Next, we need some relationships to visualize. In this case we are interested in visualizing user interactions, specifically where users have mentioned users in Tweets.

In [8]:
# Query for tweets mentioning a user and create a DataFrame adjacency list using screen_name
# where u1 posted a tweet(s) that mentions u2
# num is the number of time u1 mentioned u2 in the dataset
with driver.session() as session:
    results ="""
        MATCH (u1:User)-[:POSTED]->(:Tweet)-[:MENTIONS]->(u2:User)
        RETURN u1.user_key AS u1, u2.user_key AS u2, COUNT(*) AS num
    mentions  = DataFrame(
num u1 u2
0 1 dorothiebell dwstweets
1 1 happkendrahappy nineworthies
2 2 aiden7757 theclobra
3 1 ameliebaldwin dcclothesline
4 9 ameliebaldwin jturnershow

Now we can visualize this mentions network using Graphistry. We'll specify the nodes and relationships for our graph. We'll also use the troll property to color the known Troll nodes red, setting them apart from other users in the graph.

In [9]:
viz = graphistry.bind(source="u1", destination="u2", node="screen_name", point_color="troll").nodes(users).edges(mentions)

After running the above Python cell you should see an interactive Graphistry visualization like this:

Known Troll user nodes are colored red, regular users colored blue. By default, the size of the nodes is proportional to the degree of the node (number of relationships). We'll see in the next section how we can use graph algorithms such as PageRank and visualize the results of those algorithms in Graphistry.

Graph Algorithms

The above visualization shows us User-User Tweet mention interactions from the data. What if we wanted to answer the question "Who is the most important user in this network?". One way to answer that would be to look at the degree, or number of relationships, of each node. By default, PyGraphistry uses degree to style the size of the node, allowing us to determine importance of nodes at a glance.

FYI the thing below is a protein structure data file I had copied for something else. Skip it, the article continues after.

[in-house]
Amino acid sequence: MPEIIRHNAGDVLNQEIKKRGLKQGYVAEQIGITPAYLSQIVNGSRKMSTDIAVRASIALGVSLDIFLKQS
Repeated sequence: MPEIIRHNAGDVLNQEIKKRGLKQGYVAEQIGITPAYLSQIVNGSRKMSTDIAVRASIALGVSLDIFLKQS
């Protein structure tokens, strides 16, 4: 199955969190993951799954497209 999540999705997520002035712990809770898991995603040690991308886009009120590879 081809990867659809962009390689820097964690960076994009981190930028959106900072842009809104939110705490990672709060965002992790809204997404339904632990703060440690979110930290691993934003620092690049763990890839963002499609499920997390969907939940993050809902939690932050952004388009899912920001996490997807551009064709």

We can also use graph algorithms such as PageRank to determine importance in the network. In this section we show how to run graph algorithms in Neo4j and use the results of these algorithms in our Graphistry visualization.

In [10]:
# run PageRank on the projected mentions graph and update nodes by adding a pagerank property score
with driver.session() as session:"""
        CALL algo.pageRank("MATCH (t:User) RETURN id(t) AS id",
         "MATCH (u1:User)-[:POSTED]->(:Tweet)-[:MENTIONS]->(u2:User) 
         RETURN id(u1) as source, id(u2) as target", {graph:'cypher', write: true})

Now that we've calculated PageRank for each User node we need to create a new pandas DataFrame for our user nodes by querying Neo4j:

In [11]:
# create a new users DataFrame, now including PageRank score for each user
with driver.session() as session:
    results ="""
    MATCH (u:User) 
    WITH u.user_key AS screen_name, u.pagerank AS pagerank, CASE WHEN "Troll" IN labels(u) THEN 5 ELSE 0 END AS troll
    RETURN screen_name, pagerank, troll""")
    users = DataFrame(
pagerank screen_name troll
0 0.150000 robbydelaware 5
1 0.151547 scottgohard 5
2 0.150000 beckster319 5
3 0.150000 skatewake1994 5
4 0.150000 kadirovrussia 5
In [12]:
# render the Graphistry visualization, binding node size to PageRank score
viz = graphistry.bind(source="u1", destination="u2", node="screen_name", point_size="pagerank", point_color="troll").nodes(users).edges(mentions)

Now when we render the Graphistry visualization, node size is proprtional to the node's PageRank score. This results in a different set of nodes that are identified as most important.

By binding node size to the results of graph algorithms we are able to draw insight from the data at a glance and further explore the interactive visualization.